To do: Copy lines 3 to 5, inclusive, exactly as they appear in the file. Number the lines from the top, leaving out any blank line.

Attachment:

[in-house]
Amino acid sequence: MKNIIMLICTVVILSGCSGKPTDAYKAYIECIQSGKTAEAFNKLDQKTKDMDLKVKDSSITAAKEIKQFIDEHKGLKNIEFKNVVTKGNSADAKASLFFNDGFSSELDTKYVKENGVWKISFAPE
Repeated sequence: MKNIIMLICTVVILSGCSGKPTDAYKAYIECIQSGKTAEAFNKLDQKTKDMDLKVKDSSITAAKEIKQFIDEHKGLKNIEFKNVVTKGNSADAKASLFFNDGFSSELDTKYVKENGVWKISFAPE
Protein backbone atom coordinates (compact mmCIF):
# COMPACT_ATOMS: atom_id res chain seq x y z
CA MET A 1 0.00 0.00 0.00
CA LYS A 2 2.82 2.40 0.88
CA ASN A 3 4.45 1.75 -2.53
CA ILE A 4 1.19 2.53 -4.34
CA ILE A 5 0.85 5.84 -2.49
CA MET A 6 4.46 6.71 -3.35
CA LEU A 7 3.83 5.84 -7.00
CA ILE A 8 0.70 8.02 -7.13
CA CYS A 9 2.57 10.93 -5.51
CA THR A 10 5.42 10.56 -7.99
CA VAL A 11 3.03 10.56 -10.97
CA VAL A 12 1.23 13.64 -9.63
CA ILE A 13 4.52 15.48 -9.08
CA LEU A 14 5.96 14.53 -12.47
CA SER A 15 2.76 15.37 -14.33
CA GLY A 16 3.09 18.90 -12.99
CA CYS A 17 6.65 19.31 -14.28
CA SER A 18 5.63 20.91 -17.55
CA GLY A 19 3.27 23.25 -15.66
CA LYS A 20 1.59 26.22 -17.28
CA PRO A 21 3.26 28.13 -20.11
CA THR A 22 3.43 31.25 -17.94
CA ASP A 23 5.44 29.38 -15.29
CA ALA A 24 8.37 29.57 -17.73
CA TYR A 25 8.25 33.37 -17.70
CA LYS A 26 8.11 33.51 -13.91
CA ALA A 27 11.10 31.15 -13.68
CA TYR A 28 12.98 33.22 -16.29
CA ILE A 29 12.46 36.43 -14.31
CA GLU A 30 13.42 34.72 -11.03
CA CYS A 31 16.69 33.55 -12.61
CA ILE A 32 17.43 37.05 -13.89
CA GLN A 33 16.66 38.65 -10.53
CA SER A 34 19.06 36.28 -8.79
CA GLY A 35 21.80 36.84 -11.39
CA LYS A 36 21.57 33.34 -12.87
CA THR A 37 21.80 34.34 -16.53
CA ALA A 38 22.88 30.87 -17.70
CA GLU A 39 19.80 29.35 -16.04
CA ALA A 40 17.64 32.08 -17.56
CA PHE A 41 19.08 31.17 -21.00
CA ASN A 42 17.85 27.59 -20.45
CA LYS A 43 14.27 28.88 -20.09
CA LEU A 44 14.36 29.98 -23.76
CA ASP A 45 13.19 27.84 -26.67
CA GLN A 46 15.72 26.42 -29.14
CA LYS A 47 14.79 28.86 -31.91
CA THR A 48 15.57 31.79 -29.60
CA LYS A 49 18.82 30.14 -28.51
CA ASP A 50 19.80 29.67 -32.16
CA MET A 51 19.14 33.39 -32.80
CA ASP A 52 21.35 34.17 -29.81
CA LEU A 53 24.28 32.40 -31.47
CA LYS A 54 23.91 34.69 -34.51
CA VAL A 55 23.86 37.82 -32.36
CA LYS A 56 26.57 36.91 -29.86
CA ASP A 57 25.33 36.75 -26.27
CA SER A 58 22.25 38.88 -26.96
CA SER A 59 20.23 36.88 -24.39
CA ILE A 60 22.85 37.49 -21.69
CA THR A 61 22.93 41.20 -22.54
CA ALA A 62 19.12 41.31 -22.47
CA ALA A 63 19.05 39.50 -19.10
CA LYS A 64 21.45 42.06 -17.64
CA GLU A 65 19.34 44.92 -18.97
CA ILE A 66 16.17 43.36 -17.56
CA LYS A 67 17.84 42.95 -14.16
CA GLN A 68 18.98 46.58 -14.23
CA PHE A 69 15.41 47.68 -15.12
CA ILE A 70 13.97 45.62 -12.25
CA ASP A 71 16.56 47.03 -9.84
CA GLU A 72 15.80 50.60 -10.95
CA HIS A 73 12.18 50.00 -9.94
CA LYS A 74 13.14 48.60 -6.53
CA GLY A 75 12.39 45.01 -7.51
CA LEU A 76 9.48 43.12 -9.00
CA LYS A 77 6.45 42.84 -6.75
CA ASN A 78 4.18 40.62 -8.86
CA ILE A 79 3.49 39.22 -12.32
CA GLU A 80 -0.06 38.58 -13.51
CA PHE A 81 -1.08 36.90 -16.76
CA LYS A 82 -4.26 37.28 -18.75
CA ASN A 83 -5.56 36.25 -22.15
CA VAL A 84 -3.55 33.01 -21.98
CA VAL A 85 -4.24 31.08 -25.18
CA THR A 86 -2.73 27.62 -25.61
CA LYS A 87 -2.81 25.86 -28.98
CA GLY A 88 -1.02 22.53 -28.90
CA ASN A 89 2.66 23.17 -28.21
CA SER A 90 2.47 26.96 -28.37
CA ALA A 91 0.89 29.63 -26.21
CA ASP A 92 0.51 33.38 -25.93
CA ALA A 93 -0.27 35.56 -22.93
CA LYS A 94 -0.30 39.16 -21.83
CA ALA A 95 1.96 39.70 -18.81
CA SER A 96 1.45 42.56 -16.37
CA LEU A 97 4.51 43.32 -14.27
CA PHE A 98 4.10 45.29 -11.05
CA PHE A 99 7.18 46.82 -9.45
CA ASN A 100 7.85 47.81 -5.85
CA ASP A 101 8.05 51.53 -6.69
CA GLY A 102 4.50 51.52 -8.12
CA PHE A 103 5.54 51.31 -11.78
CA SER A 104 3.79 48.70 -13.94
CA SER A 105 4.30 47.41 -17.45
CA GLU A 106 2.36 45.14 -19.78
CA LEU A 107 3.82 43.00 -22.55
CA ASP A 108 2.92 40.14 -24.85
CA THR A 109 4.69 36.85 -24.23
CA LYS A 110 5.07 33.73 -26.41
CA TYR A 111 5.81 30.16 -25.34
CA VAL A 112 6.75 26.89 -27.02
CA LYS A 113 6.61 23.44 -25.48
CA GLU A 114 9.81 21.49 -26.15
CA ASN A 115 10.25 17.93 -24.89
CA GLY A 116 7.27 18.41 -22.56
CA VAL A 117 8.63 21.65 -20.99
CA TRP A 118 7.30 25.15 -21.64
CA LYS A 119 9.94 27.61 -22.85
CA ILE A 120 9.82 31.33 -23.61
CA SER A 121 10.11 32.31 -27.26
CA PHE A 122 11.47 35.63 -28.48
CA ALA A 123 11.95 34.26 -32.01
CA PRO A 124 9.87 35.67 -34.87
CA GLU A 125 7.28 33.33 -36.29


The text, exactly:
Repeated sequence: MKNIIMLICTVVILSGCSGKPTDAYKAYIECIQSGKTAEAFNKLDQKTKDMDLKVKDSSITAAKEIKQFIDEHKGLKNIEFKNVVTKGNSADAKASLFFNDGFSSELDTKYVKENGVWKISFAPE
Protein backbone atom coordinates (compact mmCIF):
# COMPACT_ATOMS: atom_id res chain seq x y z